Kornblum concluded that the circuit court abused its discretion by granting Gahl a temporary injunction because Gahl had not shown a reasonable likelihood on the merits.
The rights Gahl was seeking to vindicate by filing for declaratory relief “are difficult to identify and not well developed,” Kornblum wrote.
“In failing to identify a viable legal claim supporting a declaratory judgment and setting forth reasoned analysis as to why Gahl had a reasonable probability of success, the court erred by plowing ahead and granting temporary relief on the basis of these pleadings,” Judge Kornblum wrote.
Additionally, Kornblum pointed out, Gahl presented no affidavit from a health care provider that administering ivermectin to Zingsheim would meet the accepted standard of care.
“At most, the information he presents suggests that the court should adopt a standard of care different from that which is described by Aurora,” Judge Kornblum wrote. “We do not decide the medical question of what the standard of care should be. We are not doctors.”
Equitable Authority Not Implicated
Gahl argued that the circuit court’s authority to grant a declaratory judgment and issue the temporary injunction was based on Wis. Stat. section 155.30(1), the health care power of attorney statute; 2) a contractual duty implied from the wording of the Hippocratic Oath; and 3) the equitable power to order a licensed health care provider to administer treatment.
But Kornblum explained that nothing section 155.30(1) gives a court the power to compel a health care provider to administer treatment that falls below the level of care.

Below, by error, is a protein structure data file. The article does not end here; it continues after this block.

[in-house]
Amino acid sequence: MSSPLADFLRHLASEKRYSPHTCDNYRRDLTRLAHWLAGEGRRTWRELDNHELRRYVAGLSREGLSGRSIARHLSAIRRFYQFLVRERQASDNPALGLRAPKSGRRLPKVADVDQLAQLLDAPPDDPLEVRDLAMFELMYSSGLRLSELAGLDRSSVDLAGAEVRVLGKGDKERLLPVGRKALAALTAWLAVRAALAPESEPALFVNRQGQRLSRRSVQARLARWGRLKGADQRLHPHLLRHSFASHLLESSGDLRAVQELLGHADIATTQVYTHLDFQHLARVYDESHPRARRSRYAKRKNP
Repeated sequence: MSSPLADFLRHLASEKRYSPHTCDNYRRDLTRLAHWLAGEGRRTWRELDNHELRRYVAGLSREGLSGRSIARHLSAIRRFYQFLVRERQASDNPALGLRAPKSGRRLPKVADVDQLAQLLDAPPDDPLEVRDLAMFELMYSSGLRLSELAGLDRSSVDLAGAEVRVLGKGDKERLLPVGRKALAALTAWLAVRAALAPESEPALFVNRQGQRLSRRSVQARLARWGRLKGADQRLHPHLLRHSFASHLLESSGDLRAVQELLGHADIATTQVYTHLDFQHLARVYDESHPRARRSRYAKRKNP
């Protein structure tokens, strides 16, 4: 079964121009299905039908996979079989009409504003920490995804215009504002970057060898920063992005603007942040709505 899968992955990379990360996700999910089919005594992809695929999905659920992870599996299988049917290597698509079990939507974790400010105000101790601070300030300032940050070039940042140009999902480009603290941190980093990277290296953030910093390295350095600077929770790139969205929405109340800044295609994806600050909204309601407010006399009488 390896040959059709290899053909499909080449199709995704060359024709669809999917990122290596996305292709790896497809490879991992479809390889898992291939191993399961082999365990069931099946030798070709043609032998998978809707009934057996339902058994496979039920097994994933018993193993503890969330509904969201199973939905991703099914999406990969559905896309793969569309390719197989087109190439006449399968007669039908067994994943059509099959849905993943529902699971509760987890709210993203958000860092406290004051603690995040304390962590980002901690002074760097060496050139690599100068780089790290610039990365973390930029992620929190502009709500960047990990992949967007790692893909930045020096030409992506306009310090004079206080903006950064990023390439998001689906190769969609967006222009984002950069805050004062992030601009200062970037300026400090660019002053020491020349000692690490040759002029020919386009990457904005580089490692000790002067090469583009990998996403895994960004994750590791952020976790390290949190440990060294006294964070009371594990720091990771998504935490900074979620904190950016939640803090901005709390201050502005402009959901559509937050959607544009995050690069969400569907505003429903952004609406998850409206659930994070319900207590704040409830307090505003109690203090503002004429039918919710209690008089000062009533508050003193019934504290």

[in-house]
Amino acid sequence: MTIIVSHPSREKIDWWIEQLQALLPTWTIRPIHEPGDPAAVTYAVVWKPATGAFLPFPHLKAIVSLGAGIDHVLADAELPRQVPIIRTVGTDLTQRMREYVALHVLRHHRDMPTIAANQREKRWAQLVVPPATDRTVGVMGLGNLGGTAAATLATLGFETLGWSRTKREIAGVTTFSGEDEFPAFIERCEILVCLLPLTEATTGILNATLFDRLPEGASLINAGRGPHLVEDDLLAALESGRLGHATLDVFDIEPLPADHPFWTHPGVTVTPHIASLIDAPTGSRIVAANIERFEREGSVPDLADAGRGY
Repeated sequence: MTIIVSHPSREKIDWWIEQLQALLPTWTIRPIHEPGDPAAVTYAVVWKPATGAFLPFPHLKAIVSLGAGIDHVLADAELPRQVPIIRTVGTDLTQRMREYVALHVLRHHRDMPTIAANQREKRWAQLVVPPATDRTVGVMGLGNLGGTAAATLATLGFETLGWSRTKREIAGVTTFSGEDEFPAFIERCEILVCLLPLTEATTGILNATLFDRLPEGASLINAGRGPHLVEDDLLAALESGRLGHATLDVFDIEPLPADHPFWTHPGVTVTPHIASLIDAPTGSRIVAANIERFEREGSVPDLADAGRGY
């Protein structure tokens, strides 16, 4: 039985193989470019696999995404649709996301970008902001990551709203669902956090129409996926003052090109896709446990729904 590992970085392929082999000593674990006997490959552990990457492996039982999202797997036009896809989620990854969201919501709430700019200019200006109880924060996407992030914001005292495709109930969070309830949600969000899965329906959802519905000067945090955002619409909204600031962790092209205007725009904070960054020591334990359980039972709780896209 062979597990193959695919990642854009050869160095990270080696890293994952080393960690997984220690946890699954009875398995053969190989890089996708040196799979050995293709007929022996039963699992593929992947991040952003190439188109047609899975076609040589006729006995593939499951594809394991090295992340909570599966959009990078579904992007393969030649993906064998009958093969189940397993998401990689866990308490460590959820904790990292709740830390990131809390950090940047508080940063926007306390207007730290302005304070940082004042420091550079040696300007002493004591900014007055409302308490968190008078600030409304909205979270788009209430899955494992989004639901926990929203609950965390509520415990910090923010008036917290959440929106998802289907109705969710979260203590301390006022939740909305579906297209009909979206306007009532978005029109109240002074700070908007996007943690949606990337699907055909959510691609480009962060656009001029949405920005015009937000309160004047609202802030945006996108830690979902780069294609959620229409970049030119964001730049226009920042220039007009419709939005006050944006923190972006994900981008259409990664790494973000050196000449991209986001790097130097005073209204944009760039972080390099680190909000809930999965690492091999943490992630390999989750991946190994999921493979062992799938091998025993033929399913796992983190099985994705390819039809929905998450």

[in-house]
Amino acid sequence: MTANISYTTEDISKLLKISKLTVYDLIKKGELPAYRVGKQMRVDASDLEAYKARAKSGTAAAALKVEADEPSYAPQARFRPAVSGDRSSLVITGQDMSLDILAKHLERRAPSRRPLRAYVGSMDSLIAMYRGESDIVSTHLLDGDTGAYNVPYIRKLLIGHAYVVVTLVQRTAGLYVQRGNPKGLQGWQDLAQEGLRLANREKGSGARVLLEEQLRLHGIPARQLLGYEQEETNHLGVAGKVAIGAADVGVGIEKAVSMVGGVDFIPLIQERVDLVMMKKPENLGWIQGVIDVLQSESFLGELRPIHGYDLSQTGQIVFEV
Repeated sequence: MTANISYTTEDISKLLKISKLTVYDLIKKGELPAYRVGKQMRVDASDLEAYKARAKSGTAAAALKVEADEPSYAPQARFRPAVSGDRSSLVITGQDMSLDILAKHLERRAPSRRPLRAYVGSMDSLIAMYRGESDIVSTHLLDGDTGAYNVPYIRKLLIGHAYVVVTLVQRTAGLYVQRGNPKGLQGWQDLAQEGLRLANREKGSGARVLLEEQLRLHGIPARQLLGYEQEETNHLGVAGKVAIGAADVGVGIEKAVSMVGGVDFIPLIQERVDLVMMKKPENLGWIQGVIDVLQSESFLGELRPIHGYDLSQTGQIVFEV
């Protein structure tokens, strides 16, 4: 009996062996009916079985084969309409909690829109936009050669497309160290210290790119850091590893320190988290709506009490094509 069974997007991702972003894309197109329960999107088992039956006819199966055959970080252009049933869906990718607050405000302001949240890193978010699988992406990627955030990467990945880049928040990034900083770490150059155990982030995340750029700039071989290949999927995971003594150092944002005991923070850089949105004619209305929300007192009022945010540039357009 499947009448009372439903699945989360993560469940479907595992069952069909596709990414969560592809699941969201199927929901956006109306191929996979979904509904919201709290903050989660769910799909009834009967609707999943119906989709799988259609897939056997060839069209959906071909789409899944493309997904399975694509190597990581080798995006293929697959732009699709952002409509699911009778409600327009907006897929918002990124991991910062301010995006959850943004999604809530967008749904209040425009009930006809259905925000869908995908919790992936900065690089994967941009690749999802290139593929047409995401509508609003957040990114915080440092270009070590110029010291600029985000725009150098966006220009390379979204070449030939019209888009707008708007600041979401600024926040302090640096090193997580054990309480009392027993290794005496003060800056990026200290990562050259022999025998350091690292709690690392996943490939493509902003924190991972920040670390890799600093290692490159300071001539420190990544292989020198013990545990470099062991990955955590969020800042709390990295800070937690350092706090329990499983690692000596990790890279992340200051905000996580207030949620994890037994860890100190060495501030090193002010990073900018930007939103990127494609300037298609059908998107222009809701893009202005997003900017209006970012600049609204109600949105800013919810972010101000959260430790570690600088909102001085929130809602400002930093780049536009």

As for the Hippocratic Oath, Judge Kornblum wrote that “[n]o Wisconsin court has held that the Hippocratic Oath creates an implied contract between a doctor and a patient in this context, and Gahl points to no legal authority for this argument.”
And nothing in Gahl’s petition implicated a court’s inherent powers of equity, Kornblum explained.
“The power to compel a health care provider to provide a requested treatment … is not necessary to prevent impairment of a court’s power or efficacy,” Judge Kornblum wrote. “It is not related to the regulation of the bench or bar. And it is not necessary to ensure that our courts function efficiently and effectively.”
Dissent: Circuit Court Didn’t Err
In her dissent, Judge Grogan argued that the circuit court had not erroneously exercised its discretion by issuing the temporary injunction.
“Notably, the circuit court described the required injunction factors in detail and explained that those factors provided the framework in which it was required to make its decision,” Grogan wrote.
“The circuit court further recognized that Zingsheim’s medical condition, which undoubtedly relates to multiple injunction factors, created an urgent, if not dire, situation.”
Judge Grogan also argued that Wisconsin law recognizes a patient’s right to ask for and receive medically viable alternative treatments.